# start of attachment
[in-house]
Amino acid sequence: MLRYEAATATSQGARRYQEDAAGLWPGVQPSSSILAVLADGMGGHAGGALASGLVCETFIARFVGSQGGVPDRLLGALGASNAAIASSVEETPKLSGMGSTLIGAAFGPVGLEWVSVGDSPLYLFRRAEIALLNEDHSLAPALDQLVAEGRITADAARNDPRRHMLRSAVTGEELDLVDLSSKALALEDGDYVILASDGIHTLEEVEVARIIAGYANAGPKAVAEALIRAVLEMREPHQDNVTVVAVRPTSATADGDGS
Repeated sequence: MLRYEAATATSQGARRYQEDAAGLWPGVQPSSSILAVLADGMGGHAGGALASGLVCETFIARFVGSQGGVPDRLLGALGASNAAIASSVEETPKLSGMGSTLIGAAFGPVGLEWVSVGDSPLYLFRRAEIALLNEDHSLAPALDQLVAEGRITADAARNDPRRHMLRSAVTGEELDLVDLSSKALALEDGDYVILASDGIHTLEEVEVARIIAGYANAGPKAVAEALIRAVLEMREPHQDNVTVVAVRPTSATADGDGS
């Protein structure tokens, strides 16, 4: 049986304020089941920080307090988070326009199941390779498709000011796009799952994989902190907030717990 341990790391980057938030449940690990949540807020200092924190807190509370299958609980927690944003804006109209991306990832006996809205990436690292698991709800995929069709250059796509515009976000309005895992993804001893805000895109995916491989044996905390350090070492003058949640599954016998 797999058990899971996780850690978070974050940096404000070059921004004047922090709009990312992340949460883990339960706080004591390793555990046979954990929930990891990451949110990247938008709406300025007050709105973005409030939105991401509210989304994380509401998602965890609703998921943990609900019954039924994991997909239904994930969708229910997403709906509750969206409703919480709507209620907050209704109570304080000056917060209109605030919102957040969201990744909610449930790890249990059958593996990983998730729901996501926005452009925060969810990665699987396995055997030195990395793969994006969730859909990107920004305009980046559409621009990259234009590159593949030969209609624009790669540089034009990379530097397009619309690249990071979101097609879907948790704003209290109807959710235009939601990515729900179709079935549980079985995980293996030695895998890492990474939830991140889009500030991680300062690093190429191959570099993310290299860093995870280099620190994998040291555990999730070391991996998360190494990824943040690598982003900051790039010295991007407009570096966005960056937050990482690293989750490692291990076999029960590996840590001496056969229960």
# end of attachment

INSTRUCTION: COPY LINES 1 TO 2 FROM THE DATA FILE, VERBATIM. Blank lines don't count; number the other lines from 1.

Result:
[in-house]
Amino acid sequence: MLRYEAATATSQGARRYQEDAAGLWPGVQPSSSILAVLADGMGGHAGGALASGLVCETFIARFVGSQGGVPDRLLGALGASNAAIASSVEETPKLSGMGSTLIGAAFGPVGLEWVSVGDSPLYLFRRAEIALLNEDHSLAPALDQLVAEGRITADAARNDPRRHMLRSAVTGEELDLVDLSSKALALEDGDYVILASDGIHTLEEVEVARIIAGYANAGPKAVAEALIRAVLEMREPHQDNVTVVAVRPTSATADGDGS